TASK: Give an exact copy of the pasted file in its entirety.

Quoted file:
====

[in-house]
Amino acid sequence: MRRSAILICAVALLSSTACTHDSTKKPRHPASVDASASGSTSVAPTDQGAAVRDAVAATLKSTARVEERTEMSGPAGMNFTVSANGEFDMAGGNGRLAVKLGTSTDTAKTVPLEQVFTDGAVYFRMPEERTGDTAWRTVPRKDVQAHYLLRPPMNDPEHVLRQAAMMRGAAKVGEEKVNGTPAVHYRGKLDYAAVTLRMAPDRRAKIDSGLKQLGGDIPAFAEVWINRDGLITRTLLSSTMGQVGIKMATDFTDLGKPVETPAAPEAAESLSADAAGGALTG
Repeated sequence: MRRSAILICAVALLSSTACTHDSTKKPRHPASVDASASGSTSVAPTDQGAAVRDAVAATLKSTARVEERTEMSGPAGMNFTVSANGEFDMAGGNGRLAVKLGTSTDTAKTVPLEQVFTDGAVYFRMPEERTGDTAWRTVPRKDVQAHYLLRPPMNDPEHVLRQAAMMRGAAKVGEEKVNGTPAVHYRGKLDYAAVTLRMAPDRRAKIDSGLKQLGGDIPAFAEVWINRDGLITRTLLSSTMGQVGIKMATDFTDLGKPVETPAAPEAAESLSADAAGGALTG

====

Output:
[in-house]
Amino acid sequence: MRRSAILICAVALLSSTACTHDSTKKPRHPASVDASASGSTSVAPTDQGAAVRDAVAATLKSTARVEERTEMSGPAGMNFTVSANGEFDMAGGNGRLAVKLGTSTDTAKTVPLEQVFTDGAVYFRMPEERTGDTAWRTVPRKDVQAHYLLRPPMNDPEHVLRQAAMMRGAAKVGEEKVNGTPAVHYRGKLDYAAVTLRMAPDRRAKIDSGLKQLGGDIPAFAEVWINRDGLITRTLLSSTMGQVGIKMATDFTDLGKPVETPAAPEAAESLSADAAGGALTG
Repeated sequence: MRRSAILICAVALLSSTACTHDSTKKPRHPASVDASASGSTSVAPTDQGAAVRDAVAATLKSTARVEERTEMSGPAGMNFTVSANGEFDMAGGNGRLAVKLGTSTDTAKTVPLEQVFTDGAVYFRMPEERTGDTAWRTVPRKDVQAHYLLRPPMNDPEHVLRQAAMMRGAAKVGEEKVNGTPAVHYRGKLDYAAVTLRMAPDRRAKIDSGLKQLGGDIPAFAEVWINRDGLITRTLLSSTMGQVGIKMATDFTDLGKPVETPAAPEAAESLSADAAGGALTG